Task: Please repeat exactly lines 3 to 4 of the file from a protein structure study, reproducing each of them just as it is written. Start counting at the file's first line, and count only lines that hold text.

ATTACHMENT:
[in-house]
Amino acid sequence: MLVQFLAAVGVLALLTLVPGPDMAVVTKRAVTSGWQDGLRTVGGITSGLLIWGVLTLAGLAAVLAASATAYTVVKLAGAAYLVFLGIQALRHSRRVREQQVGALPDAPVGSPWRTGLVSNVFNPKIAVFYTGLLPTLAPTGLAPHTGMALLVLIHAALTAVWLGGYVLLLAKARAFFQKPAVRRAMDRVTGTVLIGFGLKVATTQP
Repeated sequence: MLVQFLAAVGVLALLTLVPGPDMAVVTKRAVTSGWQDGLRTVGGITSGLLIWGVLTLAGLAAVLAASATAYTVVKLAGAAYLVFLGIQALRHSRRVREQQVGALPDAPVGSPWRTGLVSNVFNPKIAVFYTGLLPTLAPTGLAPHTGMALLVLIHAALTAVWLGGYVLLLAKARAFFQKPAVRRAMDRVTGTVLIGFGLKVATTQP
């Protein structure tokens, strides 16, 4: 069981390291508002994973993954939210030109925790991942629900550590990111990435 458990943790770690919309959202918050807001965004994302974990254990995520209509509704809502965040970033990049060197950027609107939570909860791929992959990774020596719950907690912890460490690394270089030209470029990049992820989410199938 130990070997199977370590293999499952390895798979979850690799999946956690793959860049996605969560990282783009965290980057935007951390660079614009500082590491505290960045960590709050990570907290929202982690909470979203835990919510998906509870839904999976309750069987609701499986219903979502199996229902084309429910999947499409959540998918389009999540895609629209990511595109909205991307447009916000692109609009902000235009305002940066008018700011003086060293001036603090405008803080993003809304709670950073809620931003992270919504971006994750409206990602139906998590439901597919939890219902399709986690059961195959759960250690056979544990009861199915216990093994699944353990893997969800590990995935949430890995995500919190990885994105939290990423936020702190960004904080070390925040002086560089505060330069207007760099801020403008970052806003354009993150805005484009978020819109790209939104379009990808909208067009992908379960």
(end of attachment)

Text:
Repeated sequence: MLVQFLAAVGVLALLTLVPGPDMAVVTKRAVTSGWQDGLRTVGGITSGLLIWGVLTLAGLAAVLAASATAYTVVKLAGAAYLVFLGIQALRHSRRVREQQVGALPDAPVGSPWRTGLVSNVFNPKIAVFYTGLLPTLAPTGLAPHTGMALLVLIHAALTAVWLGGYVLLLAKARAFFQKPAVRRAMDRVTGTVLIGFGLKVATTQP
């Protein structure tokens, strides 16, 4: 069981390291508002994973993954939210030109925790991942629900550590990111990435 458990943790770690919309959202918050807001965004994302974990254990995520209509509704809502965040970033990049060197950027609107939570909860791929992959990774020596719950907690912890460490690394270089030209470029990049992820989410199938 130990070997199977370590293999499952390895798979979850690799999946956690793959860049996605969560990282783009965290980057935007951390660079614009500082590491505290960045960590709050990570907290929202982690909470979203835990919510998906509870839904999976309750069987609701499986219903979502199996229902084309429910999947499409959540998918389009999540895609629209990511595109909205991307447009916000692109609009902000235009305002940066008018700011003086060293001036603090405008803080993003809304709670950073809620931003992270919504971006994750409206990602139906998590439901597919939890219902399709986690059961195959759960250690056979544990009861199915216990093994699944353990893997969800590990995935949430890995995500919190990885994105939290990423936020702190960004904080070390925040002086560089505060330069207007760099801020403008970052806003354009993150805005484009978020819109790209939104379009990808909208067009992908379960």